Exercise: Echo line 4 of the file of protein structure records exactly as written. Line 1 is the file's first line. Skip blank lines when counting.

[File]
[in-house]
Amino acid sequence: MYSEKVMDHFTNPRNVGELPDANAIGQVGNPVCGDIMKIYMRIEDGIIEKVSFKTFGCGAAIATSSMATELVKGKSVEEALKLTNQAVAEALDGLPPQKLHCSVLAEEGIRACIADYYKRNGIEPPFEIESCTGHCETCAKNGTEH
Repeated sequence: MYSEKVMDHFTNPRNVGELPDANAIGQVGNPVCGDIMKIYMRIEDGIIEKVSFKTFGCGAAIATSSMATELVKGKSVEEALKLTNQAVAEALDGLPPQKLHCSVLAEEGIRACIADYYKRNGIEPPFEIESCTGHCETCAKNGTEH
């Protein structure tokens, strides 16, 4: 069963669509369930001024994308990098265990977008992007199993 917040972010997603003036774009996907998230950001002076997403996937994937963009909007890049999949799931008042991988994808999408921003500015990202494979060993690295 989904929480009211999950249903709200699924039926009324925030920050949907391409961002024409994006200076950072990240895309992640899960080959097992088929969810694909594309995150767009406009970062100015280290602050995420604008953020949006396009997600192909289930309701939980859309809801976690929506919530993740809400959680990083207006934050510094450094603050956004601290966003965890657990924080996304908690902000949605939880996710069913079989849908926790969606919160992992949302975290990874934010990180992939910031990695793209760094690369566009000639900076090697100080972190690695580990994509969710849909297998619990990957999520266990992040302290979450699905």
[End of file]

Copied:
């Protein structure tokens, strides 16, 4: 069963669509369930001024994308990098265990977008992007199993 917040972010997603003036774009996907998230950001002076997403996937994937963009909007890049999949799931008042991988994808999408921003500015990202494979060993690295 989904929480009211999950249903709200699924039926009324925030920050949907391409961002024409994006200076950072990240895309992640899960080959097992088929969810694909594309995150767009406009970062100015280290602050995420604008953020949006396009997600192909289930309701939980859309809801976690929506919530993740809400959680990083207006934050510094450094603050956004601290966003965890657990924080996304908690902000949605939880996710069913079989849908926790969606919160992992949302975290990874934010990180992939910031990695793209760094690369566009000639900076090697100080972190690695580990994509969710849909297998619990990957999520266990992040302290979450699905």